“It looks fine.” It did, actually. Having the shagginess and the split ends chopped off was a good idea and it also made him look more clean cut, like a college student. The mustache would take some work.
Chris examined his face minutely. He smoothed his nascent mustache. “Uh-oh.” He leaned toward the mirror, pulling his skin tight. “Shit. Fuck. I’m getting a pimple.”
I stood beside him. “Where?”
I could only see a little redness. “You can’t see it. In the darkness, no one will ever know.”
“Yeah, but what about the next day? In the morning?” Chris was paranoid about zits. He wasn’t generally concerned about his looks—at least he hadn’t been until we got to San Francisco. The Elephant Walk bartender’s crack about our jeans really set him off. He’d also gone back the day before to get some different underwear. Something other than generic white briefs. Then the haircut.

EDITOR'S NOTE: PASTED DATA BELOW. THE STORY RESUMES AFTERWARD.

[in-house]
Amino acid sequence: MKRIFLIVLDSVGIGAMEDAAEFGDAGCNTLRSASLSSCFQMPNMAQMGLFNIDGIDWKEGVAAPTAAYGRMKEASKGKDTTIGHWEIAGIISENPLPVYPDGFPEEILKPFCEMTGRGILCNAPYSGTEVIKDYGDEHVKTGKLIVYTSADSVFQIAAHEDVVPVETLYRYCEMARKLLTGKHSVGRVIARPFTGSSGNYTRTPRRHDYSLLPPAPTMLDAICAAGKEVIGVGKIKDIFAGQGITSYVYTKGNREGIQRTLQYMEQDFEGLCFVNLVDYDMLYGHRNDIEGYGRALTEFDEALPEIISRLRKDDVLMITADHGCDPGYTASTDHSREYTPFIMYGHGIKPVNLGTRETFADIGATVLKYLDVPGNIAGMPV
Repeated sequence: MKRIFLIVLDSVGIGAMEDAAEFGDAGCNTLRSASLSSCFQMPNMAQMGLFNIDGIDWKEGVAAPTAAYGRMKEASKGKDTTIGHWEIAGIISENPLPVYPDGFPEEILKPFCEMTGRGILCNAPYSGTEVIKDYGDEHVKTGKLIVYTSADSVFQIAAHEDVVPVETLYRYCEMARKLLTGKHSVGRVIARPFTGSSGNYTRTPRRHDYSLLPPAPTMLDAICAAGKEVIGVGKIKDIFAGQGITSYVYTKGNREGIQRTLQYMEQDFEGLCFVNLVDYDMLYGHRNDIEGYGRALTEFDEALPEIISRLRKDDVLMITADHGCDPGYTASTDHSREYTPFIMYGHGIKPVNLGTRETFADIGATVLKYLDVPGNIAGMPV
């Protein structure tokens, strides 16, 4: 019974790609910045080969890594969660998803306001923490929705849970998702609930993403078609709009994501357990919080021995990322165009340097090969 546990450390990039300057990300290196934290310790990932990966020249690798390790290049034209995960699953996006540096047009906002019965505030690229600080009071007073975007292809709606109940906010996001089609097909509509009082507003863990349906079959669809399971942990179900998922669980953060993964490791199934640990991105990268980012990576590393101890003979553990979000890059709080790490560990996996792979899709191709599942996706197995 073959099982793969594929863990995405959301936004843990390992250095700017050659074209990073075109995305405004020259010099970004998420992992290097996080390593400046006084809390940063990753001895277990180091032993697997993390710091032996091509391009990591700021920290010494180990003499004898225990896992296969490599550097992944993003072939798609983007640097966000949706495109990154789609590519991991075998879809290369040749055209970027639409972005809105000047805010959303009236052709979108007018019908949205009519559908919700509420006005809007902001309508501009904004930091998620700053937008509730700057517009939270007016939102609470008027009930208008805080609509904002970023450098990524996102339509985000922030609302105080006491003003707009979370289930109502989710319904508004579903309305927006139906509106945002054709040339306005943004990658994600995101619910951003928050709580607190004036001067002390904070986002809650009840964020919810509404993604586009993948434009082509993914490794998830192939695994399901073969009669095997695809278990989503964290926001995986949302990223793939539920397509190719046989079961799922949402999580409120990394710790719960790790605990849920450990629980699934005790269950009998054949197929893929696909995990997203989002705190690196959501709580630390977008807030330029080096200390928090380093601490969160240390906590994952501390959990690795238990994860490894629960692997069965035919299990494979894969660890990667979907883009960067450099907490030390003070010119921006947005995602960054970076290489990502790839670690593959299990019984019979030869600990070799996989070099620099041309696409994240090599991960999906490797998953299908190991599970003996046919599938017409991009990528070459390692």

I tried to tease him out of this onslaught of worry about his appearance.
“You know you’re handsome. Don’t worry. All the boys will love you.” That was true in Cleveland. Here in SF, though, Chris clearly thought he had to compete at a higher level.
He put on his new jeans and laboriously buttoned them. They were so tight I worried about his circulation. Thanks to his new underwear, his penis was prominently displayed, as was his butt.
“You’ve got the goods,” I told him.
“I do?” Chris turned around to look at his butt in the mirror. “I’m not that well built.”
“Will you stop worrying? Did Andy or Daniel complain?”
“Nope. They didn’t. I wonder how long it will take for my mustache to grow in?”
“Hey, man, what about me?” I wasn’t as worried as Chris, but I was still concerned. After all, this was San Francisco. I was worried about competing too. Maud’s crowd wasn’t too scary or unlike the dykes I hung out with in Cleveland. I didn’t know what to expect at Amelia’s.